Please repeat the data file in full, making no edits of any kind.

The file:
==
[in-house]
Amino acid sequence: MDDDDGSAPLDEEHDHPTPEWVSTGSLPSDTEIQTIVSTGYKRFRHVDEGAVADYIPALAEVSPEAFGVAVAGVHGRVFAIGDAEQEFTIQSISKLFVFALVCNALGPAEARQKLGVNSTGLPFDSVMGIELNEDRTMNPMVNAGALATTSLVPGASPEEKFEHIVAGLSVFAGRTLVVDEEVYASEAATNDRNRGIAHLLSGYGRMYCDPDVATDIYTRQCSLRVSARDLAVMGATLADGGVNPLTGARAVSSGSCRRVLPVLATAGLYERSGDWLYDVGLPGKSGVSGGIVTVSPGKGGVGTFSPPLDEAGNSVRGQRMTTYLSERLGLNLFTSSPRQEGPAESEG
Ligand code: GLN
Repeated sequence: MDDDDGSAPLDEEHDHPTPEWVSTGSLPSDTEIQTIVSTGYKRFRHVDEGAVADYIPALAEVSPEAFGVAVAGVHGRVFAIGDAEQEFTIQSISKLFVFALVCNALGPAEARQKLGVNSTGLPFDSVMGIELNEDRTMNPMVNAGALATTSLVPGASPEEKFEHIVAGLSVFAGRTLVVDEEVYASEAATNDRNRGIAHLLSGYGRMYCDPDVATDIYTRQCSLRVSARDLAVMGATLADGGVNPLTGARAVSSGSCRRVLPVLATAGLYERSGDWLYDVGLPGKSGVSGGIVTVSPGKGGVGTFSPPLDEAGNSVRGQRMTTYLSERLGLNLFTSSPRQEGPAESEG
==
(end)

[in-house]
Amino acid sequence: MDDDDGSAPLDEEHDHPTPEWVSTGSLPSDTEIQTIVSTGYKRFRHVDEGAVADYIPALAEVSPEAFGVAVAGVHGRVFAIGDAEQEFTIQSISKLFVFALVCNALGPAEARQKLGVNSTGLPFDSVMGIELNEDRTMNPMVNAGALATTSLVPGASPEEKFEHIVAGLSVFAGRTLVVDEEVYASEAATNDRNRGIAHLLSGYGRMYCDPDVATDIYTRQCSLRVSARDLAVMGATLADGGVNPLTGARAVSSGSCRRVLPVLATAGLYERSGDWLYDVGLPGKSGVSGGIVTVSPGKGGVGTFSPPLDEAGNSVRGQRMTTYLSERLGLNLFTSSPRQEGPAESEG
Ligand code: GLN
Repeated sequence: MDDDDGSAPLDEEHDHPTPEWVSTGSLPSDTEIQTIVSTGYKRFRHVDEGAVADYIPALAEVSPEAFGVAVAGVHGRVFAIGDAEQEFTIQSISKLFVFALVCNALGPAEARQKLGVNSTGLPFDSVMGIELNEDRTMNPMVNAGALATTSLVPGASPEEKFEHIVAGLSVFAGRTLVVDEEVYASEAATNDRNRGIAHLLSGYGRMYCDPDVATDIYTRQCSLRVSARDLAVMGATLADGGVNPLTGARAVSSGSCRRVLPVLATAGLYERSGDWLYDVGLPGKSGVSGGIVTVSPGKGGVGTFSPPLDEAGNSVRGQRMTTYLSERLGLNLFTSSPRQEGPAESEG